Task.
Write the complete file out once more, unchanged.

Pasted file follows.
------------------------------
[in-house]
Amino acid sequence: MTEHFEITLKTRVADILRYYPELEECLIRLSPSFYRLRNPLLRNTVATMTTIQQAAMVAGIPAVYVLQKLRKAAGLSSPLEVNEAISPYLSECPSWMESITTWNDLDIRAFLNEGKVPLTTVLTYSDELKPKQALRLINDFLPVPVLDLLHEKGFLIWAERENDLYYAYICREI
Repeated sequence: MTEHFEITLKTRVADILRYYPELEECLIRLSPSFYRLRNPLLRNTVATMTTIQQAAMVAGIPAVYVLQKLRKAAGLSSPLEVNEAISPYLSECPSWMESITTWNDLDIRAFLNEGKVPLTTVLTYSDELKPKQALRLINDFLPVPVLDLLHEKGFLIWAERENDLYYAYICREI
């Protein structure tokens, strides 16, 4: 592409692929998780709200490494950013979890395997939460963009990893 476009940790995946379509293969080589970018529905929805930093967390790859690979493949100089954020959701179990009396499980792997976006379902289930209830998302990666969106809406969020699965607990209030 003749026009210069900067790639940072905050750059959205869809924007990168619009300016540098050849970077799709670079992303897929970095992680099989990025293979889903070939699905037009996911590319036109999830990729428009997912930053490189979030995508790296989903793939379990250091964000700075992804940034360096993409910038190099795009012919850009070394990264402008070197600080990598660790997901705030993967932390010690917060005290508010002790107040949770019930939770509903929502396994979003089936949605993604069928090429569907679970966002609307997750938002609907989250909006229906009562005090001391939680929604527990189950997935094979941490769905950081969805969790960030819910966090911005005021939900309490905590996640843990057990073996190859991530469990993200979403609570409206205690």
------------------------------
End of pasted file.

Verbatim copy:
[in-house]
Amino acid sequence: MTEHFEITLKTRVADILRYYPELEECLIRLSPSFYRLRNPLLRNTVATMTTIQQAAMVAGIPAVYVLQKLRKAAGLSSPLEVNEAISPYLSECPSWMESITTWNDLDIRAFLNEGKVPLTTVLTYSDELKPKQALRLINDFLPVPVLDLLHEKGFLIWAERENDLYYAYICREI
Repeated sequence: MTEHFEITLKTRVADILRYYPELEECLIRLSPSFYRLRNPLLRNTVATMTTIQQAAMVAGIPAVYVLQKLRKAAGLSSPLEVNEAISPYLSECPSWMESITTWNDLDIRAFLNEGKVPLTTVLTYSDELKPKQALRLINDFLPVPVLDLLHEKGFLIWAERENDLYYAYICREI
């Protein structure tokens, strides 16, 4: 592409692929998780709200490494950013979890395997939460963009990893 476009940790995946379509293969080589970018529905929805930093967390790859690979493949100089954020959701179990009396499980792997976006379902289930209830998302990666969106809406969020699965607990209030 003749026009210069900067790639940072905050750059959205869809924007990168619009300016540098050849970077799709670079992303897929970095992680099989990025293979889903070939699905037009996911590319036109999830990729428009997912930053490189979030995508790296989903793939379990250091964000700075992804940034360096993409910038190099795009012919850009070394990264402008070197600080990598660790997901705030993967932390010690917060005290508010002790107040949770019930939770509903929502396994979003089936949605993604069928090429569907679970966002609307997750938002609907989250909006229906009562005090001391939680929604527990189950997935094979941490769905950081969805969790960030819910966090911005005021939900309490905590996640843990057990073996190859991530469990993200979403609570409206205690």